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Skin Functions and Mechanisms

Original Research ARTICLE

Front. Physiol., 28 January 2019 | https://doi.org/10.3389/fphys.2019.00024

High Glucose Suppresses Keratinocyte Migration Through the Inhibition of p38 MAPK/Autophagy Pathway

Lingfei Li1,2†, Junhui Zhang1,2†, Qiong Zhang1,2, Dongxia Zhang1,2, Fei Xiang1,2, Jiezhi Jia1,2, Ping Wei3, Jiaping Zhang4, Jiongyu Hu2,3*† and Yuesheng Huang1,2*†
  • 1Institute of Burn Research, Southwest Hospital, Third Military Medical University (Army Medical University), Chongqing, China
  • 2State Key Laboratory of Trauma, Burns and Combined Injury, Southwest Hospital, Third Military Medical University (Army Medical University), Chongqing, China
  • 3Endocrinology Department, Southwest Hospital, Third Military Medical University (Army Medical University), Chongqing, China
  • 4Department of Plastic Surgery, Southwest Hospital, Third Military Medical University (Army Medical University), Chongqing, China

Wound healing is delayed frequently in patients with diabetes. Proper keratinocyte migration is an essential step during re-epithelialization. Impaired keratinocyte migration is a critical underlying factor responsible for the deficiency of diabetic wound healing, which is mainly attributed to the hyperglycemic state. However, the underlying mechanisms remain largely unknown. Previously, we demonstrated a marked activation of p38/mitogen-activated protein kinase (MAPK) pathway in the regenerated migrating epidermis, which in turn promoted keratinocyte migration. In the present study, we find that p38/MAPK pathway is downregulated and accompanied by inactivation of autophagy under high glucose (HG) environment. In addition, we demonstrate that inactivation of p38/MAPK and autophagy result in the inhibition of keratinocyte migration under HG environment, and the activating p38/MAPK by MKK6(Glu) overexpression rescues cell migration through an autophagy-dependent way. Moreover, diabetic wound epidermis shows a significant inhibition of p38/MAPK and autophagy. Targeting these dysfunctions may provide novel therapeutic approaches.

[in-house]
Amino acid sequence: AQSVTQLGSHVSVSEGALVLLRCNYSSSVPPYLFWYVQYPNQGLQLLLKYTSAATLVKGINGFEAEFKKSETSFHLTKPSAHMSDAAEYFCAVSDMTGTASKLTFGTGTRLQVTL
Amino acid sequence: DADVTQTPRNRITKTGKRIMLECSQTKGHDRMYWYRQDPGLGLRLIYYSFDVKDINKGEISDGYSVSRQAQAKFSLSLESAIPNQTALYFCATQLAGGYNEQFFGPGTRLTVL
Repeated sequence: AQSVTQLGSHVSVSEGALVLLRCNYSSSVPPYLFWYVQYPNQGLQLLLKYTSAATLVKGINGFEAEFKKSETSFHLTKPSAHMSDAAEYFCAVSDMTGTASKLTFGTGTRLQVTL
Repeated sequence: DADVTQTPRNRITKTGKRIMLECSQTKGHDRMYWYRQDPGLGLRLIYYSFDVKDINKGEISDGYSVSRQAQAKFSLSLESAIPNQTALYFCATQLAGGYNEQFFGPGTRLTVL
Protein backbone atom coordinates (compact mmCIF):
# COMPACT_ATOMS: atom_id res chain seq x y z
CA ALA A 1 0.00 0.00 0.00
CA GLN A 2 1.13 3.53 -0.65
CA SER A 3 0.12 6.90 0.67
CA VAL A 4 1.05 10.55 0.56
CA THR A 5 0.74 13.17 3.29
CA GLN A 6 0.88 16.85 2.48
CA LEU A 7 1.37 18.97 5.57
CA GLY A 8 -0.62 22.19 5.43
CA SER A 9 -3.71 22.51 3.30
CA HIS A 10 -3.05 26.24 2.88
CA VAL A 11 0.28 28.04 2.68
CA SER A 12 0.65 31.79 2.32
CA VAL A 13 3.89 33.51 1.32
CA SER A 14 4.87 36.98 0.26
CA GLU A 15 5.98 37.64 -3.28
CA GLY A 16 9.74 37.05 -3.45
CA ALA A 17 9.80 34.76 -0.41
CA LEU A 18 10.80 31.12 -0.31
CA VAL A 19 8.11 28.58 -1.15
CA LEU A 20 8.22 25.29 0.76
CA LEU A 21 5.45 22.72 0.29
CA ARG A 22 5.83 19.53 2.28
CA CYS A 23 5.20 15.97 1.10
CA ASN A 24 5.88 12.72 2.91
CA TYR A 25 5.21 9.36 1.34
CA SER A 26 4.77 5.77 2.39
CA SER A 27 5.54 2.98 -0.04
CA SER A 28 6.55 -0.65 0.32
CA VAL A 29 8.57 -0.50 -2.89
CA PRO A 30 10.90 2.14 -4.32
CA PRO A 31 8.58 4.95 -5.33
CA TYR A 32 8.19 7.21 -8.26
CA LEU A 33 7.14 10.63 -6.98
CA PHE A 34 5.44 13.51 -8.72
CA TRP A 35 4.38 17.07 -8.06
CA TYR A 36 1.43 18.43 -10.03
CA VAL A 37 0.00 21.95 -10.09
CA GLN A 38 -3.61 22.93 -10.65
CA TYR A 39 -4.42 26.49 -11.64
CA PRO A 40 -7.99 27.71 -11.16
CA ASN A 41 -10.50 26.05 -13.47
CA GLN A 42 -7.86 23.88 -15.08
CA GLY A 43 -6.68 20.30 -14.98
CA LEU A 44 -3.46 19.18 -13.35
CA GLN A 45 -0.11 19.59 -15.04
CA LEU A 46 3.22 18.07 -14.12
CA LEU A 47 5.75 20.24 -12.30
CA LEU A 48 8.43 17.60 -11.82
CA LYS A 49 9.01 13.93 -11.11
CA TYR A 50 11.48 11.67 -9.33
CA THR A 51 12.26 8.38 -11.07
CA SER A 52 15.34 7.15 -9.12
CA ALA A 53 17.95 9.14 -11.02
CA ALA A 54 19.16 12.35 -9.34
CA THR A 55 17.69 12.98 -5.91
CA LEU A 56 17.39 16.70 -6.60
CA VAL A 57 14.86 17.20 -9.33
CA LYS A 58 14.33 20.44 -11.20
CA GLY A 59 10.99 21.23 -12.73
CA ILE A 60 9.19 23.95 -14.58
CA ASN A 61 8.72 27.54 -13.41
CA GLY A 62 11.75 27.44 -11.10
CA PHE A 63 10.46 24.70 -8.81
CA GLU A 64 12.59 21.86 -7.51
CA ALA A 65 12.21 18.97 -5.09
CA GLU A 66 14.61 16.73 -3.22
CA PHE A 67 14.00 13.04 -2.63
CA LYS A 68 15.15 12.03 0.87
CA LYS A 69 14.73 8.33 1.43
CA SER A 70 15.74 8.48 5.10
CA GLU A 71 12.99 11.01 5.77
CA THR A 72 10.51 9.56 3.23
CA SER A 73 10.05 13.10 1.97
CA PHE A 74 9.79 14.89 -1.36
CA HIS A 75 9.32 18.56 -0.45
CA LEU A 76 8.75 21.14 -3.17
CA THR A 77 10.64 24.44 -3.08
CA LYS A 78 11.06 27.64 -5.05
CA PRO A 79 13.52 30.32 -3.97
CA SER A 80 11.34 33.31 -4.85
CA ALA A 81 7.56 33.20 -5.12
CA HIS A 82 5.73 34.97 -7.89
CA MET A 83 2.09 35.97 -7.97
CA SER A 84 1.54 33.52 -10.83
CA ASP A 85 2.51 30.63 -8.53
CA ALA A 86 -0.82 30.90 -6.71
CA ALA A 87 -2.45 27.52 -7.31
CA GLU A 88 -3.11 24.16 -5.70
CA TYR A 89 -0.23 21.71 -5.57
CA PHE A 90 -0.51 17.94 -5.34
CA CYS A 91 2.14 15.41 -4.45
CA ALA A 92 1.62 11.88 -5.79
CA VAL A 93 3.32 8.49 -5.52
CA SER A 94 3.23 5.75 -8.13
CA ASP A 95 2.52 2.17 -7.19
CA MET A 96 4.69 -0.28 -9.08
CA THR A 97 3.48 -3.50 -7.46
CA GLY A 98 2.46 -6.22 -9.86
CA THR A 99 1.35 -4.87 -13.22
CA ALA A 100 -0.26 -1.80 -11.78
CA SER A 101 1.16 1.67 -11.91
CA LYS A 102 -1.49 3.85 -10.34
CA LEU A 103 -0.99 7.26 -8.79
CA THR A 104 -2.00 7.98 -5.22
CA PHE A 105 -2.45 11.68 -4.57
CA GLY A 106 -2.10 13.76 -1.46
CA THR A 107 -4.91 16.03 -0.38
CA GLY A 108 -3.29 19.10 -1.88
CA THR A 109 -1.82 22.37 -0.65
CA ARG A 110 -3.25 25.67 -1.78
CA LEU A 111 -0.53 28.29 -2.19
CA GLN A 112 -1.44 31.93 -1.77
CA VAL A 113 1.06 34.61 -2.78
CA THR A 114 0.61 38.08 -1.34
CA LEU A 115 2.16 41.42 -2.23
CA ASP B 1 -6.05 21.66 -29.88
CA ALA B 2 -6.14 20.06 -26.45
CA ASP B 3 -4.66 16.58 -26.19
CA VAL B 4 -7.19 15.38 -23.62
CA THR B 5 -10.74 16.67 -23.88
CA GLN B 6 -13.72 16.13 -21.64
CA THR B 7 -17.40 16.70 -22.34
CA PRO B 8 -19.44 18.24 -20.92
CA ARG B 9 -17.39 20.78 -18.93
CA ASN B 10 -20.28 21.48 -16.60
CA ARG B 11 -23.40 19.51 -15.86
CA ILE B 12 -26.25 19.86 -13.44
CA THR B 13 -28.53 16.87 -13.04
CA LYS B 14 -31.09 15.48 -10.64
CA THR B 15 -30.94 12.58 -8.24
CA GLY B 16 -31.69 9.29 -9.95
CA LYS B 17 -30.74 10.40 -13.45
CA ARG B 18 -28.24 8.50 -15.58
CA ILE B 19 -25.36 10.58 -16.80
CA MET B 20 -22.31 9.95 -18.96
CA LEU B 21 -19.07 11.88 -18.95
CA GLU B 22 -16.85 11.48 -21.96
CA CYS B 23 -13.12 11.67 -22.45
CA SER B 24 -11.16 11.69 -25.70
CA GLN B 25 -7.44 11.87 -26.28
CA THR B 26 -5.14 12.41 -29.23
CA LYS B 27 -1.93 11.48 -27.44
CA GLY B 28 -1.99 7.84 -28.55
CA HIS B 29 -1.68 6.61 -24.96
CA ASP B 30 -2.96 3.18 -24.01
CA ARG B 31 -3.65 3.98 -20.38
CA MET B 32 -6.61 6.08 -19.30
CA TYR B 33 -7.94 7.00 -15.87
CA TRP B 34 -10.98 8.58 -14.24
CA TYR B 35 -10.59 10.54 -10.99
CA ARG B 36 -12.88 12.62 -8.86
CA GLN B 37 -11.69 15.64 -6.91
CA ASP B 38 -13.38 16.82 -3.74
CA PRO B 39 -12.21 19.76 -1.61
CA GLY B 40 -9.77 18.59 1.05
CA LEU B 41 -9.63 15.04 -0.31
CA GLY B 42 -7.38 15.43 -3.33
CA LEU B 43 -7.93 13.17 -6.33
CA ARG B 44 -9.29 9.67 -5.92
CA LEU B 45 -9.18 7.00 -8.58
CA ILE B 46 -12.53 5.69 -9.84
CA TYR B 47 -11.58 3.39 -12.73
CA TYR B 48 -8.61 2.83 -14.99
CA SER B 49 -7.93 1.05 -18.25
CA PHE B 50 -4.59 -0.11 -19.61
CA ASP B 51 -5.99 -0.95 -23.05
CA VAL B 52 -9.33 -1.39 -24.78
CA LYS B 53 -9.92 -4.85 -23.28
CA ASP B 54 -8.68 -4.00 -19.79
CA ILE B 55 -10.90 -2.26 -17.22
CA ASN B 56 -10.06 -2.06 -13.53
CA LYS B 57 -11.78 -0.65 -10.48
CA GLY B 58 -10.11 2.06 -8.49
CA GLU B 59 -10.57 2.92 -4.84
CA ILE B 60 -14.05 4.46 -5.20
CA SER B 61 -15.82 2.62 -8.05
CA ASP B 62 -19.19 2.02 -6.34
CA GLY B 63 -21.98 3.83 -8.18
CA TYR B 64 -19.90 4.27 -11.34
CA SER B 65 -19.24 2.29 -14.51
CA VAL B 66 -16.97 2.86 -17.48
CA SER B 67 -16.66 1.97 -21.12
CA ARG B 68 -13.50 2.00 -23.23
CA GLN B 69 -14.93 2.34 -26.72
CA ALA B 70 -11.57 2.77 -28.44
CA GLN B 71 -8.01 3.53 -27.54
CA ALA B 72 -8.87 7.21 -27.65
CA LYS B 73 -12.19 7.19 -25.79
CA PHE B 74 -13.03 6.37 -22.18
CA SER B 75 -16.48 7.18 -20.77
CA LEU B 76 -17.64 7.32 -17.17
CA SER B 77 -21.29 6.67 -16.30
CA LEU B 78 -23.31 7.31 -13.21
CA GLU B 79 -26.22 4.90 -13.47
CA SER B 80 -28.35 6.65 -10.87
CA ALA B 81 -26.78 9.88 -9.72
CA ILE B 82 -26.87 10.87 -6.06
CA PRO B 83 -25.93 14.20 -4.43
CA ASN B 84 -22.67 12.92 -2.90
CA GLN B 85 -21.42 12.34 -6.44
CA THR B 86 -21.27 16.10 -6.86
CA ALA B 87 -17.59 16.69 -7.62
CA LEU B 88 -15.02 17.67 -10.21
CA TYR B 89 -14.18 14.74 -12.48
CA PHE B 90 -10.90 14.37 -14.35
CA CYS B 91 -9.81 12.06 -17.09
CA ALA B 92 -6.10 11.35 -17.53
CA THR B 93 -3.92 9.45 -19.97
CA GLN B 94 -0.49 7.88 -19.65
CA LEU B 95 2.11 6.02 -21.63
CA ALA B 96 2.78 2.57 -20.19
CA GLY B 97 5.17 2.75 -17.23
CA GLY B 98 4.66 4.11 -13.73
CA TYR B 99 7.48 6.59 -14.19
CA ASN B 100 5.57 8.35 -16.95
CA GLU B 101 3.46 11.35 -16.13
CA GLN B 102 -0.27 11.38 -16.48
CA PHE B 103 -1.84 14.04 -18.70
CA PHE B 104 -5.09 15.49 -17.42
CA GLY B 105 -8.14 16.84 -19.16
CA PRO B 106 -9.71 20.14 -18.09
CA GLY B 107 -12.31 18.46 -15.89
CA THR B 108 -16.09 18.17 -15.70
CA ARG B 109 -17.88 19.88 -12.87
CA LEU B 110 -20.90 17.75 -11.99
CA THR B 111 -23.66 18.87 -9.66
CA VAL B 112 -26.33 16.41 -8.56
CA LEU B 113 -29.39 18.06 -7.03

Introduction

Diabetes mellitus (DM) is a common disease originated from poor glucose control. Impaired wound healing is one of the common and potentially serious complications and is still a main cause of morbidity and mortality in patients with diabetes (Robbins et al., 2008; Kilic et al., 2015; Zhang et al., 2015). The chronic complications in patients with diabetes are mainly attributed to the disruption of glucose homeostasis and increased glucose levels (Long et al., 2016). With the worldwide increasing prevalence of diabetes, uncovering the underlying molecular mechanisms that are responsible for the poor diabetic wound healing is a crucial public health issue.